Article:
PART I: CLEAN BREAK
It is well to be the prince
, he thought indulging in a little conceit.
He was not fool enough to believe was Prince of anything but the ground he stood on, and maybe not even that as he staggered as one of the chieftains bumped into him. He turned around but managed to show a disarming smile and the other man laughed, slapped him on the back and moved on.
His arrival in Malaga the first town of note he’d seen was everything he’d hoped, Discontent with al-Fihri the governor was high and he’d managed to amass a sizable following of Syrian Arabs who had been oppressed since the new of the Zab had reached the land. So too the Berbers of al-Andalus who were oppressed on account of not being Arab. While ar-Rahman sympathized with the chieftans, after all he was very proud of his own heritage, he knew he had to cultivate the Berbers if he was going to have a chance. They’d done the leopard’s share of the work in conquering the land and had received little in return--the worst lands and the fewest.
After consulting with the chieftans, he and his still-small contingent decided his best move would be to head to Sevilla. That region was also badly discontented and had a strong population base. With al-Fihri reportedly in the north putting down revolt, he would have time to grow his following before the inevitable showdown. Strange though, he’d expected some kind of placatory offer but it had not come--he’d thought they would dither, maybe even offer to buy him off but they had not. He worried at it in his mind even after the feast, even after they’d set out west across the plain and his worried proved well founded when a force rather larger than his own appeared in front of them.
They were badly outnumbered, resistance would be suicide. He had no choice, his allies fickle as they were, were already surrendering. He was tempted to fight, to give up but something inside him refused. He could almost see his mother again, how sad she would be if he were to die here. That day.
And so he went into captivity but even as the irons were placed around his wrists, his and Bedr’s he heard the screams, the realized that al-Fihri was massacring his allies to the last. He had led them into nothing but disaster and he cast his face down in anguish.
In the summer of 752, Abd ar-Rahman was captured by the governor al-Fihri, of al-Andalus. The delay by ar-Rahman due to his capture by the berbers had meant that when Zaragoza rose against the governor, he had time to put down the revolt and turn south where he became aware of the rumors about the Umayyad prince. Perhaps because his blood was up due to the recent revolt he had acted swiftly and with brother in lay al-Sumayl, taken his force directly south from Zaragoza and intercepted ar-Rahman before he reached Seville.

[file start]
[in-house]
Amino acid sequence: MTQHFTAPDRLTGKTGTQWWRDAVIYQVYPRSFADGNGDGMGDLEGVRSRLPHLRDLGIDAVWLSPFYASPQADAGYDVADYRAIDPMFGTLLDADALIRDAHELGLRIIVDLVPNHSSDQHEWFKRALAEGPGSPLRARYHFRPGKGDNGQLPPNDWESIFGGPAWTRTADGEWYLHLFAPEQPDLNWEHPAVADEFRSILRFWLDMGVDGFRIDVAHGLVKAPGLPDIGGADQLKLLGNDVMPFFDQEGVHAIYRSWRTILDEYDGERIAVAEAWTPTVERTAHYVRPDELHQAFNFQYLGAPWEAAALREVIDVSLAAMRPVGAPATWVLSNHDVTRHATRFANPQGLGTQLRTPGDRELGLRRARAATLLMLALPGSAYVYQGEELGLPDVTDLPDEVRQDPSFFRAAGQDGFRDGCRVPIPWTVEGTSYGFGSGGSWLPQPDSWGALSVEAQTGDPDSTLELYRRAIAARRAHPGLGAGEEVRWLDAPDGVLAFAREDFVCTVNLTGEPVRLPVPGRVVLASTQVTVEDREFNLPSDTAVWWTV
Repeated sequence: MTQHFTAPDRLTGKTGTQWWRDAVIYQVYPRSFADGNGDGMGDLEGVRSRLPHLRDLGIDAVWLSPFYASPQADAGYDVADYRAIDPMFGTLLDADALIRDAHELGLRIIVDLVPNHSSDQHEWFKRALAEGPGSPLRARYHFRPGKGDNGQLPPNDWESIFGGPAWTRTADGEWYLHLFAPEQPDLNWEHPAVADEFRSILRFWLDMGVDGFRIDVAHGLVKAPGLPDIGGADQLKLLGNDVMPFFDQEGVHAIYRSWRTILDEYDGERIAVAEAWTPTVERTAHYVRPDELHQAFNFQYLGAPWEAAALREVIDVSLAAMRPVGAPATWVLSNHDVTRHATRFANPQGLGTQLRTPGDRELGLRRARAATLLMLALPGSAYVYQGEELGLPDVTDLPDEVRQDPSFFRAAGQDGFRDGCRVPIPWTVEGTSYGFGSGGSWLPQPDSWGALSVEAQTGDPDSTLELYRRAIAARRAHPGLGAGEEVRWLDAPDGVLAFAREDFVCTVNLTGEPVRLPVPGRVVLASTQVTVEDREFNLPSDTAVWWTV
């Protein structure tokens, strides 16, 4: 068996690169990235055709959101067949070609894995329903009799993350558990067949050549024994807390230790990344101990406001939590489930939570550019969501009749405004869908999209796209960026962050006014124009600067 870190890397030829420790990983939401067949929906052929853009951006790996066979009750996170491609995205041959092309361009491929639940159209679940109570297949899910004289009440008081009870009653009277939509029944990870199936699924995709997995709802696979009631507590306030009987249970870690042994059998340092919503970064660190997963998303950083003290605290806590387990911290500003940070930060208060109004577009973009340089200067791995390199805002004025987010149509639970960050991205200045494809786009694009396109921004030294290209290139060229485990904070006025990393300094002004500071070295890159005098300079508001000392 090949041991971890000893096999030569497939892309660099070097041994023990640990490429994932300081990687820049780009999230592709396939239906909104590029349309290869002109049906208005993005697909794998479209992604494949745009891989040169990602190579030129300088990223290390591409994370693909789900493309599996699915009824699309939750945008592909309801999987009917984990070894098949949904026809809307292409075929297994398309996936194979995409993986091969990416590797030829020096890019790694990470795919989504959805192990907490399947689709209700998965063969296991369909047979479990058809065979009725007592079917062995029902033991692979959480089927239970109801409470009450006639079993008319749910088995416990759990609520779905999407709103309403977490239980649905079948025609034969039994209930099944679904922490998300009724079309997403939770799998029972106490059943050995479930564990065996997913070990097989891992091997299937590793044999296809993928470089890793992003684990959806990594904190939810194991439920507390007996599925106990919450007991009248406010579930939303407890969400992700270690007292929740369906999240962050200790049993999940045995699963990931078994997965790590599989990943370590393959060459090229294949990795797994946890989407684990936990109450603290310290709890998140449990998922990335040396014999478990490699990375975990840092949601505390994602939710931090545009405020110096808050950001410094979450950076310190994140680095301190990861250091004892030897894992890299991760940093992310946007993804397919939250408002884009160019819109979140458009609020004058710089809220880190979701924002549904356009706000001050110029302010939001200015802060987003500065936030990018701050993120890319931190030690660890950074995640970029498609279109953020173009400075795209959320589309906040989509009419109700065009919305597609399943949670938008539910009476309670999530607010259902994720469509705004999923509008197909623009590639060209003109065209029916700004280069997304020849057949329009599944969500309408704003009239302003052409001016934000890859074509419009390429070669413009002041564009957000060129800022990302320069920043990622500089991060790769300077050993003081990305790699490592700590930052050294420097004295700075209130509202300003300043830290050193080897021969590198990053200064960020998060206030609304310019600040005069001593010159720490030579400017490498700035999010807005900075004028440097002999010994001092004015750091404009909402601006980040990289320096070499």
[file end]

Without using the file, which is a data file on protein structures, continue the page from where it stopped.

Ar-Rahman was brought to Cordoba where al-Fihri delighted in humiliating him, accusing his family of being extremely bad Muslims, a poison to the Ummah, and he often brought ar-Rahman to him so he could denigrate his family from Muawiyah on down except for al-Aziz. He even, though Ar-Rahman did not know how, though he suspected a mixture of force and money, managed to bring out the population of Cordoba to ridicule him publicly setting him up in a square tied to a scaffold and ar-Rahman had insults hurled at him. Those he could usually bear though had no choice. Sometimes some of the people even pelted him with shoes. He began to lose hope again.
After capturing the almost-leader of the opposition, al-Fihri’s revenge was brutal. Towns all across the south east were massacred. Syrian Arabs slaughtered, berbers tortured and their families killed before their eyes. It grew so bad that the news reached the Abassid Caliph, Abu al’Abbas himself and his own rage was terrible to behold as he sent a new governor with a force toe al-Andalus to remove al-Fihri by any means necessary. However when he died in early 753 the expedition was halted for a time until the new Caliph al-Mansur could secure his power.
In the meantime Abd ar-Rahman’s hopes were at their nadir. Aside from the loyal Bedr, the only person who was kind to him at all (which al-Fihri had strictly forbidden) was a Christian slave girl named Lisina who sometimes brought him food. She encouraged him quietly and was the only person who ever smiled at him. As the months of torment passed he began to look forward to her visits.